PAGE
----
I have taken a short break from studying History of Art primarily as I have been researching for my textiles course which I am doing simultaneously also also to deal with some aspects of my business and both are relevant to this blog post – the research has been on colour and this in turn has lead to some historical facts that tie in very nicely with 15-17th Century art.
Being aware of keeping the two courses separate means two very different blog posts which is ideal in this case because of being able to consider my research in two very different contexts.
As part of the exercises on Assignment 3 there are two Dutch portraits to effectively try and recreate and also mention throughout the assignment of the pigments used by the Renaissance and Baroque artists.
The artists of the Renaissance period had very few pigments to work with and hence their skill lay in the use of the strong contrasts light and shadow (chiaroscuro) particularly considering their pigments generally lacked the intensity of colour we have today.
One artist firm in the USA (Gamblin Artists Colours) uses a three dimensional colour wheel which effectively groups the colours into their families (blues, reds, yellows etc) and then into their intensity and also their value (how light and dark the colour is). The colours of the Renaissance period fall very near what Gamblin term the neutral core whereby the intensity of their pigments was low but you can use the value of the pigments to great effect – also the pigments were usually earth based and mixed with tempera or later oil.
The artists of the time also used the techniques of complementary colours – Vermeer used blues and yellows in the painting illustrated (The Milkmaid of 1658-60) in one article I discovered (by Will Kemp Art School) but in a split complementary scheme. This simple but effective technique allowed for having access to very few pigments but still drawing the eye into the painting and later Van Gogh used the same technique as well as simultaneous contrast (whereby when two colours can appear differently dependent firstly on the colours used and secondly on what they are placed next to).
Another technique used by the Renaissance painters was that of using warm and cool colours to bring paintings to life – again using complementary colours and this can be seen in Titian’s Bacchus and Ariadne with his use of orange and blue which is used around the whole painting. The way Titian has composed the piece with the balance of colours creates both harmony and vibrancy – the contrast brings life to the work which in terms complements the use of light and shadow.
Both of these pieces use similar colours – the use of blue and orange but Vermeer uses the yellow-orange instead of pure orange (the split-complementary) and Titian there is the pure orange of both the robe and the use of raw sienna (orange family) in the figures as well as the trees and ground which complements the more vibrant blues.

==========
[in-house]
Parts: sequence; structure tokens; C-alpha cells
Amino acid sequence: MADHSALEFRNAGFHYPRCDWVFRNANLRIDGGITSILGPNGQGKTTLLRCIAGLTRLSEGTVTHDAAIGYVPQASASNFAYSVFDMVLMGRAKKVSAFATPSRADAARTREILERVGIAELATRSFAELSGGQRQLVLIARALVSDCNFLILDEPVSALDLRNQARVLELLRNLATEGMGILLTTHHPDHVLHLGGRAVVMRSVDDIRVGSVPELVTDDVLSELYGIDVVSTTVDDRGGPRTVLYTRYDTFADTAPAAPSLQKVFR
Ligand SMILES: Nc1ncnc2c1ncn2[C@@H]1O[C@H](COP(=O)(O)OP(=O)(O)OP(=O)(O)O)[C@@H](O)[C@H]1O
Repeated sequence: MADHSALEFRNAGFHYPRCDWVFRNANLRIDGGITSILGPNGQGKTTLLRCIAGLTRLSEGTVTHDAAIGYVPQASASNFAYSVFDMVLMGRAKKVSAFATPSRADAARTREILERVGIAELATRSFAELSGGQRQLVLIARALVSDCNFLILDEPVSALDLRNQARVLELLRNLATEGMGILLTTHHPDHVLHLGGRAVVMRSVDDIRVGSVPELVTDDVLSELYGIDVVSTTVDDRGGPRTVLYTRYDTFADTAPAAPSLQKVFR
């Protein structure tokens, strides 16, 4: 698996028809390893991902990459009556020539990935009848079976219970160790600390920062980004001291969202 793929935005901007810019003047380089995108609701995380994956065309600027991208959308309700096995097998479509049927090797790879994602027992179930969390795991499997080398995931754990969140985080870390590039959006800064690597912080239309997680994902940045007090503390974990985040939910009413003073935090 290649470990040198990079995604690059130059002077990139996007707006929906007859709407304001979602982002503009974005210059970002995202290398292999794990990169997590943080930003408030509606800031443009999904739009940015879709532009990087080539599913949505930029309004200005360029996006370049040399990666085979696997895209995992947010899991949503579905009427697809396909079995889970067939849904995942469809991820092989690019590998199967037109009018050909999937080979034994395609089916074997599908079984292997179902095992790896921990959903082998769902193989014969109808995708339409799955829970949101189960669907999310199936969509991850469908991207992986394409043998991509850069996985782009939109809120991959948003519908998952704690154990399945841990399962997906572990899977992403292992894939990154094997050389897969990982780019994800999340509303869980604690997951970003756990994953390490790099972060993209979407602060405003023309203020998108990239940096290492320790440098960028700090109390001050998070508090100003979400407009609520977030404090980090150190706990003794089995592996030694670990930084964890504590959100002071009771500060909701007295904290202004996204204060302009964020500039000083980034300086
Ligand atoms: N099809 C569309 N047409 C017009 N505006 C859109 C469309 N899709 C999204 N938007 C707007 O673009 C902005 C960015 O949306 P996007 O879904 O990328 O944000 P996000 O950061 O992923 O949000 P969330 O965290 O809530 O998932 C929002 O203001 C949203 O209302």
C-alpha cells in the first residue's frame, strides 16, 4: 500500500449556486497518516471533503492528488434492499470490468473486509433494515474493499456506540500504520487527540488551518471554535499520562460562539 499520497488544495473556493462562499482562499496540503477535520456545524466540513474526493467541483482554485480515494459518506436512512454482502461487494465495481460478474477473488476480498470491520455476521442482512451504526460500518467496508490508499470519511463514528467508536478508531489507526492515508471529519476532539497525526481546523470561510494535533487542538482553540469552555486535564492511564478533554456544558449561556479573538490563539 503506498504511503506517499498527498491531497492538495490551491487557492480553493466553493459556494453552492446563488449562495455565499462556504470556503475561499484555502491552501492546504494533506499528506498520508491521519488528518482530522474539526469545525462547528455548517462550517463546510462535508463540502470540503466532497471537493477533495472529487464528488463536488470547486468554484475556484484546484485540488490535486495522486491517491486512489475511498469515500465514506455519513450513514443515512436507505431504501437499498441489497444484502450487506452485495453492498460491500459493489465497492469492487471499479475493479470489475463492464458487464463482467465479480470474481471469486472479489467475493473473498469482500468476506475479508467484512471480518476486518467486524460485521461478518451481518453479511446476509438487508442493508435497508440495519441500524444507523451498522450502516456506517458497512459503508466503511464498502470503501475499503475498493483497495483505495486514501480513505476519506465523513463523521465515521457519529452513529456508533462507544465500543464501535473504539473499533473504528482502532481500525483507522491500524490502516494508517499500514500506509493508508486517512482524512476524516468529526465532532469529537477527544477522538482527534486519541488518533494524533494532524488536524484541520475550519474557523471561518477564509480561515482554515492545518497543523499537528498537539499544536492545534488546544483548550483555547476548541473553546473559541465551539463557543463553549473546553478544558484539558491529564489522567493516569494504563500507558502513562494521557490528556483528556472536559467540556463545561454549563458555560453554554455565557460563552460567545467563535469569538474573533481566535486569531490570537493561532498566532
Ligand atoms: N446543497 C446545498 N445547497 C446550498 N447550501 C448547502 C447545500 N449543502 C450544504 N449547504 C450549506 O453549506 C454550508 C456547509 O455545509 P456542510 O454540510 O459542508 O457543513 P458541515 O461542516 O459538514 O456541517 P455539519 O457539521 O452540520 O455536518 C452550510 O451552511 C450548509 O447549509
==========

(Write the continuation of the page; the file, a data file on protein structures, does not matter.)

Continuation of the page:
The way our eyes perceive simultaneous contrast is because if you place a grey next to say an orange it will take on a slight tint to our sight even though we know it is still grey. In Titian’s piece above the horizon is muted as the techniques concerning perspective were mastered and this gave a naturalism to the scene but in addition the figures and the oranges become more vibrant and alive to the viewer. When I look at the piece now I say a very restrained colour palette which makes sense considering the limited number of pigments available at the time but the skill of the artist means even now you do not notice this immediately.
Colour mixes of the time were passed down the generations and were generally kept secret – most artists ground their own pigments which now would be inconceivable.
So to go back to the exercise in mind the colours available at the time were burnt umber, yellow ochre, raw umber, burnt sienna and red ochre or Naples yellow, raw sienna, Venetian or Indian red, terre verte with a white and black – the black was essential because a common mistake amongst artists is to think it will make a painting dull but in fact it adds the contrast that is often needed to bring the work to life.
Understanding the colours for me is now key to understanding the paintings of the periods as that for me is where a huge interest lies and will enable me to translate my interest in History of Art into my textiles.
Gamblin R (date unknown). Navigating Colour Space [online] [Date Accessed: May 2016]. Available at: http://www.gamblincolors.com/
Kemp W (date unknown). How to balance warm and cool colours[online] [Date Accessed: May 2016]. Available at: http://willkempartschool.com
Kemp W (date unknown). How to choose a basic portrait painting palette for oils [online] [Date Accessed: May 2016]. Available at: http://willkempartschool.com
Kemp W (date unknown). How to choose a basic acrylic palette for colour mixing [online] [Date Accessed: May 2016]. Available at: http://willkempartschool.com
Kemp W (date unknown). How to choose a paint starter set for beginners [online] [Date Accessed: May 2016]. Available at: http://willkempartschool.com
Kemp W (date unknown). How to paint a warm & cool still life painting [online] [Date Accessed: May 2016]. Available at: http://willkempartschool.com
Kemp W (date unknown). The 3 tricks of complementary colours you can learn from Van Gogh [online] [Date Accessed: May 2016]. Available at: http://willkempartschool.com
Kemp W (date unknown). The Importance of Contrast in Painting [online] [Date Accessed: May 2016]. Available at: http://willkempartschool.com